Caldwell case: Police would protect reputation first again – ex-federation chief

A former senior Scottish Police Federation official has said he fears the force would act the same way and “look for its own reputation first” following criticism over its handling of the 2005 Emma Caldwell murder.

The family of Miss Caldwell said police failed their daughter and the other women raped by her killer, Iain Packer, due to a “toxic culture of misogyny and corruption”, following his conviction and sentencing on Wednesday.

Police Scotland has apologised to the family of Miss Caldwell and his other victims, admitting they were “let down” by policing.

Miss Caldwell was reported missing by her family in April 2005 and her body was found the following month in Limefield Woods, near Biggar, South Lanarkshire.

Iain Packer
Iain Packer was jailed for life (Police Scotland/PA)

Calum Steele, who retired as Scottish Police Federation general secretary last year, said that following a Sunday Mail newspaper story which branded Packer “the forgotten suspect” in 2015, police had failed to “concentrate wholly and exclusively on the reinvestigation of the murder” and had instead focused on finding journalistic sources quoted in the article.

He told BBC Radio Scotland’s Good Morning Scotland programme that he briefed former first minister Nicola Sturgeon about the situation and described it as “potentially one of the biggest scandals that was taking place in Scottish policing.”

He said there was a parliamentary inquiry into the activities of the counter corruption unit, as it was then, and three separate police inquiries involving different police forces into the activities of the police service.

However, he said: “I fear, though, that despite those activities, and despite those investigations, that the police service even today would undertake the exact same thing.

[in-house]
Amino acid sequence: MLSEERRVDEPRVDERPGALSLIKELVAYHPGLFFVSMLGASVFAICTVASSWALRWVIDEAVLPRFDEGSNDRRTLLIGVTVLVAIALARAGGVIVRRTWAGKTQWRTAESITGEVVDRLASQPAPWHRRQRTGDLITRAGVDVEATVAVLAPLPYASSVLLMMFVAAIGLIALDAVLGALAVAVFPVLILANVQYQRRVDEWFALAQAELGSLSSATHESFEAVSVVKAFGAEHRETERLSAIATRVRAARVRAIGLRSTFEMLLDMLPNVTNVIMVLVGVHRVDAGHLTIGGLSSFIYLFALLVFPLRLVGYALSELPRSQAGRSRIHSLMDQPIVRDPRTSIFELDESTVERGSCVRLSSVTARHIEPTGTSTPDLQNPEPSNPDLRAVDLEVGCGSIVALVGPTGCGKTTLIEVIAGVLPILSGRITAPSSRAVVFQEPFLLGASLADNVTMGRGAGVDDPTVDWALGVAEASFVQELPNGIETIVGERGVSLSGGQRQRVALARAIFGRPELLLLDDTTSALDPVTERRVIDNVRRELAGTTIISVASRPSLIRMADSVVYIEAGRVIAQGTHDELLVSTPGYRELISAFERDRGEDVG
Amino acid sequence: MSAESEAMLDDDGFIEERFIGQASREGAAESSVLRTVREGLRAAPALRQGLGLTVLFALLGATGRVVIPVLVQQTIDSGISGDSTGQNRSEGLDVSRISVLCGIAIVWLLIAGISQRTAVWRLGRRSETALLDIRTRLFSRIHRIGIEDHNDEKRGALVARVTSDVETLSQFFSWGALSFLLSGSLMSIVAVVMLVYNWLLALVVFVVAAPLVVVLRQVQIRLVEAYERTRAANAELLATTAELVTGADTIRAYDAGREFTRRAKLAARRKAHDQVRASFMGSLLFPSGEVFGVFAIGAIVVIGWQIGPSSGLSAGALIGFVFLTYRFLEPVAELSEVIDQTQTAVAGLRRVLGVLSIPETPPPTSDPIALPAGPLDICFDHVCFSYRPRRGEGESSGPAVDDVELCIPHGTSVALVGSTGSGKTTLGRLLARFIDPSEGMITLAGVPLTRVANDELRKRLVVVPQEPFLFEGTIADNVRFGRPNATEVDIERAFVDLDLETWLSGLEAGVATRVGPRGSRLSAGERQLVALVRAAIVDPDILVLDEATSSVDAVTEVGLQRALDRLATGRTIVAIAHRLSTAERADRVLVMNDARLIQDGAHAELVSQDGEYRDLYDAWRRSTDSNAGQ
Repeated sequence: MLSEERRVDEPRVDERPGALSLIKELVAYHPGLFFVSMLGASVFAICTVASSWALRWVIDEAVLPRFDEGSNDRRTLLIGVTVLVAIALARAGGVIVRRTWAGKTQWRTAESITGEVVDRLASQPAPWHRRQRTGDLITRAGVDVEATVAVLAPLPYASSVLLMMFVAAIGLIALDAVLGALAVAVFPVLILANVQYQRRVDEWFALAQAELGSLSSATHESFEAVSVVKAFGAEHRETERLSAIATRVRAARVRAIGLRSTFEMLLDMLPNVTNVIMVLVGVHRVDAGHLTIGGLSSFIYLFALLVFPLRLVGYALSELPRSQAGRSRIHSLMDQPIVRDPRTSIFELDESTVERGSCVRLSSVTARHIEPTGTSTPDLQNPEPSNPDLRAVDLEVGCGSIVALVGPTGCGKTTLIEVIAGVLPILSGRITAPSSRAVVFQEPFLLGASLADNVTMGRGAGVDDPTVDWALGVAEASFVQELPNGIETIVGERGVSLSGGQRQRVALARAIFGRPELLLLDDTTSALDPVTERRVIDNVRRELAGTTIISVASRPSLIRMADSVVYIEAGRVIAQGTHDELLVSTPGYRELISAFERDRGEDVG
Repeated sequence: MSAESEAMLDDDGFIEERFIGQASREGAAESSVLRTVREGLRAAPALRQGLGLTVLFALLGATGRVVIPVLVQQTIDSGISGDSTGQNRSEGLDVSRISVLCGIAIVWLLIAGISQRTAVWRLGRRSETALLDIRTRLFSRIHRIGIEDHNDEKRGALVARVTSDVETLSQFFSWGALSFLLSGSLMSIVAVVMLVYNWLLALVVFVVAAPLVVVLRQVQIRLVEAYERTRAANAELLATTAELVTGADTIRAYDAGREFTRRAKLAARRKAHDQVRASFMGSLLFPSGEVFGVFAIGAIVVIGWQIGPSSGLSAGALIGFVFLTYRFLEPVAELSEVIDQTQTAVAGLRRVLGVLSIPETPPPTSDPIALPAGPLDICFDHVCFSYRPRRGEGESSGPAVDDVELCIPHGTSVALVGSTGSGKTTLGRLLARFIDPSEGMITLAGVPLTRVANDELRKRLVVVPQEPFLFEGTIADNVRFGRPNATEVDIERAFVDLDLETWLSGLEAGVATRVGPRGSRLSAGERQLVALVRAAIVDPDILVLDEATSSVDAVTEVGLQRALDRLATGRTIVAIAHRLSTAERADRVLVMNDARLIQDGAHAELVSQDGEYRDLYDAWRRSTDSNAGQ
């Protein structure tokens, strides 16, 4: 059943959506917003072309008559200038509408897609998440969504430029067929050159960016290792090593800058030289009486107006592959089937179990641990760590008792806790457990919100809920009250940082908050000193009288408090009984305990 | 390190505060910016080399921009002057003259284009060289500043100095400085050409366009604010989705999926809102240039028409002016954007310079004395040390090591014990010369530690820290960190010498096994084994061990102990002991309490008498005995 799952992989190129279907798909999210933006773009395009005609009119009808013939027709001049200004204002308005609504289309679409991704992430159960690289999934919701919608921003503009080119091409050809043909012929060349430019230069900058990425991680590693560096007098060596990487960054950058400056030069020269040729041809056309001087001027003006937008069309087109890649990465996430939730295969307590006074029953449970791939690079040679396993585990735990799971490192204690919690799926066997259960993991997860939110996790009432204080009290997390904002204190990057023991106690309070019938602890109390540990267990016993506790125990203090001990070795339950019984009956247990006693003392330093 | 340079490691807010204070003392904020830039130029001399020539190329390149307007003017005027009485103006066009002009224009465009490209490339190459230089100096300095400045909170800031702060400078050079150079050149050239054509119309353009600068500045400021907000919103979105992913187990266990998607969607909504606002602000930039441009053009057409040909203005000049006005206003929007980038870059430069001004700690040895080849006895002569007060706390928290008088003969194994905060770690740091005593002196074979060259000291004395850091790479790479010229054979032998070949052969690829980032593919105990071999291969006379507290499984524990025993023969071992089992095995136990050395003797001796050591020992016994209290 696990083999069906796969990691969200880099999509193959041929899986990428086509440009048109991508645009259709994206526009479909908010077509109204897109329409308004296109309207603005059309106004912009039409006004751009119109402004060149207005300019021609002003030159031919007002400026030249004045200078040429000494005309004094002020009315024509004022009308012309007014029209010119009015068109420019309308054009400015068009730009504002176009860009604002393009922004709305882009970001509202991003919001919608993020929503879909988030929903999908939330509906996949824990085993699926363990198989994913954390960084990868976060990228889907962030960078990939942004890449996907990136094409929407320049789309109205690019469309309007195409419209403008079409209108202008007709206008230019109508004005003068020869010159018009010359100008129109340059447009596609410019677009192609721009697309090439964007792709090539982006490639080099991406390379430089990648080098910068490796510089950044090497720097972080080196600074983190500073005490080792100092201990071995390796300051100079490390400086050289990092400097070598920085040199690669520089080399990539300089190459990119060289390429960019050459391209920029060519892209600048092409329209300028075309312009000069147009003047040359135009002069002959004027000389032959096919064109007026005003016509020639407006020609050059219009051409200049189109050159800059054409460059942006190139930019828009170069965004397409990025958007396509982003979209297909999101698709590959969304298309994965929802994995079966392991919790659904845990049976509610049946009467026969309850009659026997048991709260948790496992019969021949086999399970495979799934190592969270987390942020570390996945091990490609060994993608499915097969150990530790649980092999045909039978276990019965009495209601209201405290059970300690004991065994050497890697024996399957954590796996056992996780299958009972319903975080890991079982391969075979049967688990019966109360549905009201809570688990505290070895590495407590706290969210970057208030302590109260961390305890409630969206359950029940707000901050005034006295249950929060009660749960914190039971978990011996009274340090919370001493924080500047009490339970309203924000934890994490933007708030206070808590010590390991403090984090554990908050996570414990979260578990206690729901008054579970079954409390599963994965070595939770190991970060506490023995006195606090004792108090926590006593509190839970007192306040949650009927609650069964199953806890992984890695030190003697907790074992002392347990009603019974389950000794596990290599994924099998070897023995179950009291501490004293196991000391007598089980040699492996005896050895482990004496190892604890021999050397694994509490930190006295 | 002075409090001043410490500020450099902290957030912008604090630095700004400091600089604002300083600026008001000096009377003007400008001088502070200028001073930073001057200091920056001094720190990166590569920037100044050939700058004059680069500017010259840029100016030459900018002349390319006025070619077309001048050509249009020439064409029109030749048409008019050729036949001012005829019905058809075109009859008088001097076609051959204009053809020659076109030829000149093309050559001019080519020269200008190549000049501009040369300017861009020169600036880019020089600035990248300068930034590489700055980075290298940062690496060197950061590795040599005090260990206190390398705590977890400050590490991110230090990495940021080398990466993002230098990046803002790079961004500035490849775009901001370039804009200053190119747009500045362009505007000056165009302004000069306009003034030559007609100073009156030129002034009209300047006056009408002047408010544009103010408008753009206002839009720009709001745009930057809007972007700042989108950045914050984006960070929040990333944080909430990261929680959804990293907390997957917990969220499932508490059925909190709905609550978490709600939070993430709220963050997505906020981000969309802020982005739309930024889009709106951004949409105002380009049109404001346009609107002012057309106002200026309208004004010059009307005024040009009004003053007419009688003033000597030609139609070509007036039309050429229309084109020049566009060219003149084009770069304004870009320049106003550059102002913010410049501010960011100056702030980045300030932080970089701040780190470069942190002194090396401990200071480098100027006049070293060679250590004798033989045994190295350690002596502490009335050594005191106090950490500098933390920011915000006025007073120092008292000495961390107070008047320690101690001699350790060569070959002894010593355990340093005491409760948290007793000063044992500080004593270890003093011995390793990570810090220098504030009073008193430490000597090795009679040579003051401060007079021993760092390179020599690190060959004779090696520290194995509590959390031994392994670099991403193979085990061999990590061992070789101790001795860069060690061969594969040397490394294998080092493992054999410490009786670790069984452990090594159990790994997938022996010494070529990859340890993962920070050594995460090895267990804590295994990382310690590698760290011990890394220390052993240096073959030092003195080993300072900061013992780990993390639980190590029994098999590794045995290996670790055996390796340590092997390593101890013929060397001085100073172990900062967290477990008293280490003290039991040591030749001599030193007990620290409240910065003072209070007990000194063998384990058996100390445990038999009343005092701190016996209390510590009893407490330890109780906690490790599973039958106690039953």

“It would look for its own reputation first rather than deal with the severity of the issues that were before it.”

The Scottish Police Federation is a staff organisation – similar to a union – which represents officers up to the rank of chief inspector.

Packer, 51, of Glasgow, was sentenced to life imprisonment with a recommendation that he serve a minimum of 36 years on Wednesday following a six-week trial at the High Court in Glasgow.

Emma Caldwell murder court case
Margaret Caldwell, mother of Emma Caldwell, following the sentencing on Wednesday (Andrew Milligan/PA)

Mr Steele said: “The probability is that Iain Packer should have been convicted a long time ago, at the time of Strathclyde Police, had senior officers undertaken their duties properly, had they acted with all of the responsibilities that the office of constable bestows upon them and had they listened to the evidence that was being presented to them by junior colleagues that were involved in the investigation.

“Of course, they did not do that.”

Mr Steele said he has “no idea why things didn’t happen as they should have with the original inquiry”.

Police apologised for the way the investigation was handled in 2005 following Packer’s conviction on Wednesday.

Assistant Chief Constable for Major Crime and Public Protection, Bex Smith, said: “Emma Caldwell, her family and many other victims, were let down by policing in 2005. For that we are sorry.

“A significant number of women and girls who showed remarkable courage to speak up at that time also did not get the justice and support they needed and deserved from Strathclyde Police.

“Police Scotland launched a re-investigation of the case in 2015 after instruction from the Lord Advocate.

“It is clear that further investigations should have been carried out into Emma’s murder following the initial enquiry in 2005.

“The lack of investigation until 2015 caused unnecessary distress to her family and all those women who had come forward to report sexual violence.”

Police Scotland said it has worked hard to improve anti-corruption practices.

A spokesperson said: “With regards to the investigation into information provided to the media, an Investigatory Powers Tribunal has found that in 2015 Police Scotland wrongly sought to use communications data to identify the source of information provided to a journalist.

“This was contrary to the code of practice established in 2015 and incompatible with the journalist’s rights.

“We apologised during the tribunal.

“We have worked hard to improve our anti-corruption practices and use of investigatory powers and strive to place our values of integrity, fairness, respect and a commitment to human rights at the heart of what we do.”

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